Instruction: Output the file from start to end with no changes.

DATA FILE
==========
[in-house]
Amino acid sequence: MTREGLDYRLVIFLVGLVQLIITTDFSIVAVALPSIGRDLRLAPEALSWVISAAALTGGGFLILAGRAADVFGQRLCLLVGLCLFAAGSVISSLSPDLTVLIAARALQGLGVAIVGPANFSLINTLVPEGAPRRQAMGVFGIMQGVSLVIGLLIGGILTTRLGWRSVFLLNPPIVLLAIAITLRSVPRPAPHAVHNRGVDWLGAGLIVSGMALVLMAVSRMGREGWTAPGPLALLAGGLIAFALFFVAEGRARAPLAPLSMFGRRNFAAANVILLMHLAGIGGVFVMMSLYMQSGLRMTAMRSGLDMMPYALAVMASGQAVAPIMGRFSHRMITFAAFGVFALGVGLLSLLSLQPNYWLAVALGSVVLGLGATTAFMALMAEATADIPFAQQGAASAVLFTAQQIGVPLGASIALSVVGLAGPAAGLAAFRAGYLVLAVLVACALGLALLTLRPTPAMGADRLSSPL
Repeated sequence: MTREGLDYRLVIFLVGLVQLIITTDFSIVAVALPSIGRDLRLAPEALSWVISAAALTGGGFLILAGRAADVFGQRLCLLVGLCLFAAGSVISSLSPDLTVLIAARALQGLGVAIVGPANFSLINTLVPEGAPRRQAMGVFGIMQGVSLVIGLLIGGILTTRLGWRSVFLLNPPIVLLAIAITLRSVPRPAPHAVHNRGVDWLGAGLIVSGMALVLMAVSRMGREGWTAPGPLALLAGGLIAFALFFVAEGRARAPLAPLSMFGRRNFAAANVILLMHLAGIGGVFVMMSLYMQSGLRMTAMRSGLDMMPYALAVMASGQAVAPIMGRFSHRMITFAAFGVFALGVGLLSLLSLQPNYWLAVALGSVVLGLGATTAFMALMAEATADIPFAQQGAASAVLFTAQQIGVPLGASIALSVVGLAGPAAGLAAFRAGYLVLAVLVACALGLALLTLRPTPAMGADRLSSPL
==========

[in-house]
Amino acid sequence: MTREGLDYRLVIFLVGLVQLIITTDFSIVAVALPSIGRDLRLAPEALSWVISAAALTGGGFLILAGRAADVFGQRLCLLVGLCLFAAGSVISSLSPDLTVLIAARALQGLGVAIVGPANFSLINTLVPEGAPRRQAMGVFGIMQGVSLVIGLLIGGILTTRLGWRSVFLLNPPIVLLAIAITLRSVPRPAPHAVHNRGVDWLGAGLIVSGMALVLMAVSRMGREGWTAPGPLALLAGGLIAFALFFVAEGRARAPLAPLSMFGRRNFAAANVILLMHLAGIGGVFVMMSLYMQSGLRMTAMRSGLDMMPYALAVMASGQAVAPIMGRFSHRMITFAAFGVFALGVGLLSLLSLQPNYWLAVALGSVVLGLGATTAFMALMAEATADIPFAQQGAASAVLFTAQQIGVPLGASIALSVVGLAGPAAGLAAFRAGYLVLAVLVACALGLALLTLRPTPAMGADRLSSPL
Repeated sequence: MTREGLDYRLVIFLVGLVQLIITTDFSIVAVALPSIGRDLRLAPEALSWVISAAALTGGGFLILAGRAADVFGQRLCLLVGLCLFAAGSVISSLSPDLTVLIAARALQGLGVAIVGPANFSLINTLVPEGAPRRQAMGVFGIMQGVSLVIGLLIGGILTTRLGWRSVFLLNPPIVLLAIAITLRSVPRPAPHAVHNRGVDWLGAGLIVSGMALVLMAVSRMGREGWTAPGPLALLAGGLIAFALFFVAEGRARAPLAPLSMFGRRNFAAANVILLMHLAGIGGVFVMMSLYMQSGLRMTAMRSGLDMMPYALAVMASGQAVAPIMGRFSHRMITFAAFGVFALGVGLLSLLSLQPNYWLAVALGSVVLGLGATTAFMALMAEATADIPFAQQGAASAVLFTAQQIGVPLGASIALSVVGLAGPAAGLAAFRAGYLVLAVLVACALGLALLTLRPTPAMGADRLSSPL